The Rice-Lavrov Tete-a-Tete


I’ve had quite a number of emails about the “steely exchange” between Russian Foreign Minister Sergei Lavrov and Condi Rice. Since the words exchanged were tense, some have wrongly jumped to the conclusion that this was another “undiplomatic” moment to file away with the Bush administration’s foreign policy files.
However, I think Secretary Rice and Lavrov were doing exactly what serious people debating serious matters should be doing — arguing over substance and debating the framing of issues that do matter.
Here is part of a report on the exchange, which I believe is more impressive than controversial:

Over the clink of glassware, Russian Foreign Minister Sergei Lavrov challenged U.S. Secretary of State Condoleezza Rice about proposed language in a statement on behalf of the foreign ministers from the Group of Eight industrial democracies. “I don’t believe security is fine in Iraq, and I don’t believe in particular that security at foreign missions is OK,” Lavrov said, referring to the killing of five Russian diplomats in Iraq.
“Sergei, there is a need for improvement of security in Iraq, period,” Rice replied in a steely tone. “The problem isn’t diplomatic missions,” she said. “The problem is journalists and civilian contractors and, yes, diplomats as well. The problem is you have a terrorist insurgent population that is wreaking havoc on a hapless Iraqi civilian population that is trying to fight back and on a coalition force that is trying to fight back, and the implication that by somehow declaring that diplomats need to be protected . . . I think is simply not right.”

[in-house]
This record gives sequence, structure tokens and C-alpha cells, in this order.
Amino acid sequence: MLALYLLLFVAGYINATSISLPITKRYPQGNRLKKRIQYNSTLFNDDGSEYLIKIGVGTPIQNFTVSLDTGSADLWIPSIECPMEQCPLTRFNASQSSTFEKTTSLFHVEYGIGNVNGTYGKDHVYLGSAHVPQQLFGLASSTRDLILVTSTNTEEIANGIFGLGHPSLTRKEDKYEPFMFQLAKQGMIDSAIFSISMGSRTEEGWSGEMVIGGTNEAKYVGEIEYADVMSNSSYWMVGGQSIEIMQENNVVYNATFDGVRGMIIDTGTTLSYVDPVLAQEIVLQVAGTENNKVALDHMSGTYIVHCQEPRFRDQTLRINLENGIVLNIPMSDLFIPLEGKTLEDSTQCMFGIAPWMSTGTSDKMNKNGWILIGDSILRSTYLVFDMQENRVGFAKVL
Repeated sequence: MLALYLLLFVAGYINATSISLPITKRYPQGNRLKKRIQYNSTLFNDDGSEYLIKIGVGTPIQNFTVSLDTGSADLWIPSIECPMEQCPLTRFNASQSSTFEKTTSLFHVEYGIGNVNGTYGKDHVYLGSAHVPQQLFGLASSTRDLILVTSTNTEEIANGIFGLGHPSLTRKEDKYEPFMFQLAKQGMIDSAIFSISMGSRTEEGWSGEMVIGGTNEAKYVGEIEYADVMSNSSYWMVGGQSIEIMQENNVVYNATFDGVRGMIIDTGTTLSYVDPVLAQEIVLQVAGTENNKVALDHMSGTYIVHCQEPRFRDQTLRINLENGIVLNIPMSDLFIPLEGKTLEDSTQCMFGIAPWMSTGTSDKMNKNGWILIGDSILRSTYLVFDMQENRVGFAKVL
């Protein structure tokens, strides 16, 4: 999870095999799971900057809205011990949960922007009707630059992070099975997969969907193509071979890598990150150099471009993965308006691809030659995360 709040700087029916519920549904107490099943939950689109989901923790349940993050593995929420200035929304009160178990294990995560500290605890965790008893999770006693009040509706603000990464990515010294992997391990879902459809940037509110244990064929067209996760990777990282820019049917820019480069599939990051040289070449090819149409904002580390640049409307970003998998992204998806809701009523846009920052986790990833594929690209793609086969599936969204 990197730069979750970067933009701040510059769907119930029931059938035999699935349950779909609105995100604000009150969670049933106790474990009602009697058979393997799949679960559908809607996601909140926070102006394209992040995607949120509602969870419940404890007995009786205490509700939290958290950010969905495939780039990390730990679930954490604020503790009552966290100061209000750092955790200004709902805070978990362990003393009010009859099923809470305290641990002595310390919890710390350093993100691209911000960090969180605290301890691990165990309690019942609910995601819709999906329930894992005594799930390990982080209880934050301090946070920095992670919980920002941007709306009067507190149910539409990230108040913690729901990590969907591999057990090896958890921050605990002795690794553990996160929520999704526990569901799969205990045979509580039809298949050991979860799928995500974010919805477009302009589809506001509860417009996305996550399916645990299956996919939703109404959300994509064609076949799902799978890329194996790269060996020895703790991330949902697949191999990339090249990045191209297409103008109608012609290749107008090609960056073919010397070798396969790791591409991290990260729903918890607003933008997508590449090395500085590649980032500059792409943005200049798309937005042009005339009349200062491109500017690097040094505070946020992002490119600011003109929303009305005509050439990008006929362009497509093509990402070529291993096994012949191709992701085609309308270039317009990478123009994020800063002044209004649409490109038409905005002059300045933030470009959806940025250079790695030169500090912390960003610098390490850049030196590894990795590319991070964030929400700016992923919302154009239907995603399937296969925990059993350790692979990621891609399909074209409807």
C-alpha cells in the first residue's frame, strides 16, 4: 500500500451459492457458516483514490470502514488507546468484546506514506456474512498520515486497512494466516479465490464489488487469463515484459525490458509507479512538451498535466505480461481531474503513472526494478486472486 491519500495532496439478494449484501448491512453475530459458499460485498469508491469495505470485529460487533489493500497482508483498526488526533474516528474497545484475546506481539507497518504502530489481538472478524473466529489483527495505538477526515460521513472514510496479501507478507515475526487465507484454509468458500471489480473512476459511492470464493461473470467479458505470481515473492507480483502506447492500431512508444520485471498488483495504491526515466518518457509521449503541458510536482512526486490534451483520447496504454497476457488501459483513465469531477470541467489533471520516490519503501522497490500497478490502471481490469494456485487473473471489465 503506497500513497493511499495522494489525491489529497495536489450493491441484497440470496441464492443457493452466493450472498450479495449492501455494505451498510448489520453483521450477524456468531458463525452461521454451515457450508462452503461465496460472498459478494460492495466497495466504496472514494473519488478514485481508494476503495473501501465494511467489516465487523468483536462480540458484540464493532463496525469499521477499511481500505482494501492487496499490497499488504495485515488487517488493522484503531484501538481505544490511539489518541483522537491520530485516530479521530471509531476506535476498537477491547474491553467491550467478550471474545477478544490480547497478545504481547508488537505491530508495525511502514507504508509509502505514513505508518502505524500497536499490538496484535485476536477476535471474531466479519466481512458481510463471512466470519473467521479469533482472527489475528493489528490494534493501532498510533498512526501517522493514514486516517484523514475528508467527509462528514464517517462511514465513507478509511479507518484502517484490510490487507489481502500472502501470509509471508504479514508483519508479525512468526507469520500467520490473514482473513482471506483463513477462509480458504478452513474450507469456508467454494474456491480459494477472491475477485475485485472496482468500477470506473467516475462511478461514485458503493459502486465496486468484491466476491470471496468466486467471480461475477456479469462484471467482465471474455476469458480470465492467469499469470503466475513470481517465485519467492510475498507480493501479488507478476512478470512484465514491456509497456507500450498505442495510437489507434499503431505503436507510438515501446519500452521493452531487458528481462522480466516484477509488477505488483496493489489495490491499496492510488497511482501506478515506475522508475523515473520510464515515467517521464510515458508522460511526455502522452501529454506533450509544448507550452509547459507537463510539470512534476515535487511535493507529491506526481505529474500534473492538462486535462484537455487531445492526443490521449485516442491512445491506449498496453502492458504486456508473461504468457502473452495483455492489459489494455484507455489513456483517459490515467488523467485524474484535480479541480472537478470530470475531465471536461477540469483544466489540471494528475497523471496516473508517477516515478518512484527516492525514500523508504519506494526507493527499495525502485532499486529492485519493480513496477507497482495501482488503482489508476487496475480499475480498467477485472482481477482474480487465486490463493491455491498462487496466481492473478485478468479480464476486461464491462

The two dominated a discussion of a proposed international compact on Iraq aid and political development, an idea supported by the U.S. Rice wanted the G8 statement to endorse the compact, but Lavrov held her off.
“Look, Condi, Condi . . . when we consider assistance programs, IMF and the World Bank, you do not automatically endorse something that a government endorses,” Lavrov told her. “It’s an important part of the exercise to consider specific features of an assistance program.”
In the end, the G8 statement refers to the proposed compact but does not endorse it.

I think we would all be better off if we had fewer photo-ops and more examples of debates of this kind. I respect Rice and Lavrov each more for hitting hard on matters they feel significant.
More later.
— Steve Clemons
Ed Note: Thanks to VS for sending the Mosnews link.


8 comments on “The Rice-Lavrov Tete-a-Tete

  1. Roland says:

    I realize that this is a few days old, but the WP also covered this:
    Different subject, but Russia-related, in The Nation, “The New American Cold War”:


  2. sona says: